By Maggie Thurber | For Ohio Watchdog
As budgets have tightened, Ohio school boards are filing more Board of Revision complaints, challenging the property tax valuations in their districts in an effort to create short-term tax gains.
It’s all about fairness, according to testimony presented at the Senate Ways and Means Committee hearing Tuesday.
The schools boards don’t like S.B. 52, which would limit the right to file property tax complaints to the property owner or the owner’s agent, claiming it would make some property owners pay more in taxes than they should.
The bill, introduced by Sen. Bill Coley, R-Middletown, would restrict the ability of a school district, county, municipality or township to file a property tax complaint on a property it doesn’t own, requiring them to get a county recorder to file on their behalf.
Coley introduced an amendment to the budget bill to implement the language in S.B. 52, but it was removed by the Senate before passage.
Barbara Shaner, executive director of the Ohio Association of School Business Officials, said the bill would weaken school officials’ obligation to ensure that all taxpayers are treated fairly when school levies are imposed upon them. She spoke on behalf of her organization as well as the Ohio School Boards Association and the Buckeye Association of School Administrators.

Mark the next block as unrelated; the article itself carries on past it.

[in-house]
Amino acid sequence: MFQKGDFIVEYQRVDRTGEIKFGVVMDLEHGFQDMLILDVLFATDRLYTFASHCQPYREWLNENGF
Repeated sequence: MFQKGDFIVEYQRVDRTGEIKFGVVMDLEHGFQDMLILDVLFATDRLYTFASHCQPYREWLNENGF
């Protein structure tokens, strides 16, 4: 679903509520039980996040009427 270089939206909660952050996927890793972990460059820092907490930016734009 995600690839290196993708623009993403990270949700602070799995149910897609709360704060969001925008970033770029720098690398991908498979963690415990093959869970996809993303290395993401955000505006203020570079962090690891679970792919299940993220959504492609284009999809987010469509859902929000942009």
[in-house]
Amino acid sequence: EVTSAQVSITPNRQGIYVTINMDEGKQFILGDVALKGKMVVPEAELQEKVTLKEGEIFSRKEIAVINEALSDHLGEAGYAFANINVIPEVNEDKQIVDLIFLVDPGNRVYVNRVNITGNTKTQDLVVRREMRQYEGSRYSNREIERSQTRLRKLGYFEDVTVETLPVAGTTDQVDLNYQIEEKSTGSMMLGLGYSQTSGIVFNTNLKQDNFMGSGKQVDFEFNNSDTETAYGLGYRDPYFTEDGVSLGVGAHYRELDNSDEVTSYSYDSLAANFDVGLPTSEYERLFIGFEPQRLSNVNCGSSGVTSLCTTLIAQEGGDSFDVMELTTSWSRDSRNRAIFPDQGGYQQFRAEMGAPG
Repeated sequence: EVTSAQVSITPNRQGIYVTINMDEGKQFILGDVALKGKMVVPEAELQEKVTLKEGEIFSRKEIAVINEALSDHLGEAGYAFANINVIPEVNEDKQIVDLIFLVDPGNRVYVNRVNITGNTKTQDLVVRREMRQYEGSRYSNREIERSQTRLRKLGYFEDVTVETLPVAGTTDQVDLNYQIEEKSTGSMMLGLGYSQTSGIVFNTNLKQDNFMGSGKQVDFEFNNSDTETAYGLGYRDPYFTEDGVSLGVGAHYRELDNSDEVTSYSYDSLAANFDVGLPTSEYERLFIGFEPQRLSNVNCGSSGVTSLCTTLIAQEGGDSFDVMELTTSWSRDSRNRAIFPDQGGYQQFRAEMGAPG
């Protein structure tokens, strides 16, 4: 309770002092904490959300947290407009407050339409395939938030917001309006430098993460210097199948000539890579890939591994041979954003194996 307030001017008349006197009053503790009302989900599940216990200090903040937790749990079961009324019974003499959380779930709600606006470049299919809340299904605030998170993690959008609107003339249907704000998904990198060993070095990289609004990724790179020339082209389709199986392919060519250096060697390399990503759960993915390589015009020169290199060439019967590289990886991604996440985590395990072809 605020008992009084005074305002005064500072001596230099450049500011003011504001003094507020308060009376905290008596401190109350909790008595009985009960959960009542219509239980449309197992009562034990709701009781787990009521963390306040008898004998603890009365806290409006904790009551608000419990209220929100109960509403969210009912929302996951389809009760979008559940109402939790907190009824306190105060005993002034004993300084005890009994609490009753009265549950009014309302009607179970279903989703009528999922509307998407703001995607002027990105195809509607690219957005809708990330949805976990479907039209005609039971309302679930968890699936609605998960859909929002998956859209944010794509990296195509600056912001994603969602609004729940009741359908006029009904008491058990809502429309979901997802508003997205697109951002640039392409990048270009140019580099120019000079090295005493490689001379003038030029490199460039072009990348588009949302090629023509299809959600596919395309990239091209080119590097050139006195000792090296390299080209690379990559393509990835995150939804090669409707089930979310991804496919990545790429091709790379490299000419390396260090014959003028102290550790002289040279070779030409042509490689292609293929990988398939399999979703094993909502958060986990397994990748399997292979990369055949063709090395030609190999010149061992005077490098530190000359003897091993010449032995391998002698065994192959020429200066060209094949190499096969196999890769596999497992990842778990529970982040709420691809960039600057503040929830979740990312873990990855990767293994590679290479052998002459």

Shaner said that when one property is undervalued, other properties must pay the difference because of how levies are handled in the state.
“If some properties are undervalued at the time a levy is passed, the millage rate set for the levy must be higher than necessary to raise the funds requested by the district,” Shaner told the senators. “This means property owners, whose real property is set at a fair value, will pay more than necessary.”
But Lucas County Auditor Anita Lopez thinks the issue is more about the money than any altruistic interest in fairness or accurate property valuations.
“(The school boards) never come back and say the price is too high,” she said. “When the economy was good, they didn’t seem interested in the fair price. They were willing to collect the additional taxes from the increased values and didn’t challenge them.”
Lopez said her goal as auditor is not to cater to one party over the other, but to ensure that all property values are accurate and fairly determined, even if that means less income for schools.
Shaner said that schools typically file challenges on commercial properties when there has been a sale to a new owner at a price that’s higher than the taxable value.
Lopez said that in Lucas County, “it seems that school boards have made conscious decisions not to challenge residential (values) unless there was a huge difference.”
She thinks it’s obvious why.
“(They) don’t challenge residential because they’re afraid of losing the vote — commercial property owners can only vote by moving the business,” she said, adding that she’s personally witnessed that result.
Committee Chairman Tim Schaffer, R-Lancaster, said S.B. 52 could be voted on by the committee as early as next week.